Research identifying strengths and weaknesses in the oil & gas decommissioning sector will be outlined to delegates attending a new one-day event for the sector taking place in Aberdeen today (Wednesday, March 27)
Decom Offshore 2013is being held by offshore oil & gas decommissioning forum Decom North Sea (DNS) at Aberdeen Exhibition and Conference Centre, to help overcome the challenges facing companies dealing with infrastructure at the end of the lifecycle.
The aim of the day, entitled ‘‘Decom Offshore – Confronting Challenges, Creating Opportunities’, is for operators and major contractors to provide a collaborative view of their main challenges to the industry, and to showcase some of the innovative technologies, techniques and solutions available to help overcome key issues faced in decommissioning projects.
UK Energy Minister John Hayes is attending the event. He said: “Decommissioning is a relatively new business for the UK and represents an enormous and exciting opportunity for British companies. If we get it right the UK could become a global centre of excellence.
“As the number of projects increases it is also important that we find the most cost effective way to remove oil and gas infrastructure from the North Sea in a safe and environmentally responsible manner.”
Headline results from two recent studies will be shared with the delegates.
DNS chief executive Brian Nixon said: “There has been much speculation recently on the capability and capacity of the oil and gas industry to support forthcoming decommissioning programmes. Decom North Sea was therefore pleased to partner with the oil and gas team at Scottish Enterprise in order to commission two complementary studies designed to provide some clarity on this issue.
“The first study has mapped out the very diverse range of technologies, skills, services and facilities needed in each phase of decommissioning, and has assessed the industry's capabilities and experience in each area. The project has benefited from a survey of Decom North Sea member companies, a full day facilitated workshop, desk top research plus face to face interviews with industry professionals. The results, which will be made available on the Decom North Sea website, show a good percentage of companies reporting capability in most decommissioning activities, whereas a much smaller number were able to record having actually proven their technologies or skills in a decommissioning project.
“The report also points to an imbalance across the various phases of decommissioning activity, suggesting greater industry capability in areas like preparation, engineering down, cleaning and onshore disposal, but less capability in wells plugging and abandonment and continuing liability.’’
The second report looks at the key aspects of decommissioning activity in the coming years and makes an assessment of the available industry capacity. With recently announced increased investments in new capital developments, sustained levels of operational expenditure, a ramping up in offshore wind developments, and growing activity in decommissioning, the report not surprisingly highlights areas where capacity is likely to be particularly tight. Examples include engineering staff, drilling rigs for wells P&A, and vessels (including heavy lift).
Mr Nixon said: “These complimentary reports will provide a valuable insight into the shape and strength of the industry in advance of a sustained programme of decommissioning across the North Sea. They will also highlight areas where innovation, capacity building or investment may be required, thus allowing Scottish Enterprise and Decom North Sea to target their support to greatest effect.’’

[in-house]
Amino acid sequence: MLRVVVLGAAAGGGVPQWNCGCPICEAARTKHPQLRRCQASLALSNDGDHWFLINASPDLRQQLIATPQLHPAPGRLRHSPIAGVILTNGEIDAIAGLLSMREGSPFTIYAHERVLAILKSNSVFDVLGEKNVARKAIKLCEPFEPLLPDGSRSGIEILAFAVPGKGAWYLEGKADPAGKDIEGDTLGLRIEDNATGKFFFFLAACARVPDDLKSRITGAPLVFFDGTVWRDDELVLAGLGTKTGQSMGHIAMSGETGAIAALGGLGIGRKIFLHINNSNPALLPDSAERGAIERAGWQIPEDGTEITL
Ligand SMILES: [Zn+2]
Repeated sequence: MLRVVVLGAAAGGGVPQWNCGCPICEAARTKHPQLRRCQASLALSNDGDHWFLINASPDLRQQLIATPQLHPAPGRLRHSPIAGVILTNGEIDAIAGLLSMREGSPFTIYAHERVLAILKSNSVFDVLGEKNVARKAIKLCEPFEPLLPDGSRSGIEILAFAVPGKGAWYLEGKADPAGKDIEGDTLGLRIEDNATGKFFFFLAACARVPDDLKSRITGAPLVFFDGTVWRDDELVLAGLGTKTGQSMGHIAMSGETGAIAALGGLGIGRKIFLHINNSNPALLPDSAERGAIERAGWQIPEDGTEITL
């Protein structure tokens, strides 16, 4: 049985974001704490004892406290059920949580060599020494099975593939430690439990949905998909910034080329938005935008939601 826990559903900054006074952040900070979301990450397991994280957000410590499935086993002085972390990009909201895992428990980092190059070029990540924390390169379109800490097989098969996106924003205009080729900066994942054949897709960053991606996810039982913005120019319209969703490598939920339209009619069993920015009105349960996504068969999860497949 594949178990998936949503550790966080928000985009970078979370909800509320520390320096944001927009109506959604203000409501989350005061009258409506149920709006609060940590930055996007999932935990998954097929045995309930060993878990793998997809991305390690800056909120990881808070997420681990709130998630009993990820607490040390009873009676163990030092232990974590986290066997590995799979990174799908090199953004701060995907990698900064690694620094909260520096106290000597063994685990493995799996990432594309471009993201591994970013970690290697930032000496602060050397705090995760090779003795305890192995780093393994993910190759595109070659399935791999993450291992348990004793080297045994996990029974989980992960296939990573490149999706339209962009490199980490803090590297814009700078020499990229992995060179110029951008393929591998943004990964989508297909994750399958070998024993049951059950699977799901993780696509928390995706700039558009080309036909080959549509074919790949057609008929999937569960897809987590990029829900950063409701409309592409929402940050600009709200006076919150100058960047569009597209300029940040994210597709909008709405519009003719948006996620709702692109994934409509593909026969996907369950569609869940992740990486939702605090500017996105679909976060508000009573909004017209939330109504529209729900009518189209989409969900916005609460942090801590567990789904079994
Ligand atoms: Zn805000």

Speakers include some of the oil & gas decommissioning sector’s most experienced figures. Richard Brooks, head of offshore decommissioning at DECC, will give an overview of the impact of recent and future regulatory changes, while AMEC’s technical director Evan Williams will focus on the jobs and economic growth arguments. Other presentations will cover health & safety, innovation, jacket & subsea infrastructure removal and entry barriers.
The day is set up to be highly-interactive with opportunities for supply chain representatives to have one-to-ones with the speakers from operators and leading contractors. And as well as exhibition space showcasing innovation, introductions have been organised between delegates to encourage idea sharing and future collaborations.
The event will, in addition, highlight some of the issues faced by individual companies when trying to enter or expand into the decommissioning market. SMEs will gain an understanding of forthcoming decommissioning projects and timelines, as well as access to key contacts behind these projects and understanding of the challenges that contractors are trying to overcome.
Ernie Booth, Business Development Manager of the event’s principal sponsor, KAEFER, said: “KAEFER recognises it takes excellent communication between operators and the supply chain as well as innovate solutions to deliver effective decommissioning projects and we are very pleased to be supporting Decom Offshore 2013.”
Following on from Decom Offshore 2013, DNS has organised a member consultation event for March 28 to set out the strategy and main activities it will pursue in coming months. It is also being held at the AECC and will take into account the outcomes of the previous day’s event.
DNS has grown since its inception in 2010, to have more than 200 members drawn from operators, major contractors, service specialists and technology developers. With annual decommissioning expenditure in the North Sea forecast to top £1billion within a few years, DNS was set up to tackle the main areas of weakness, which are inhibiting decommissioning supply-chain capability.
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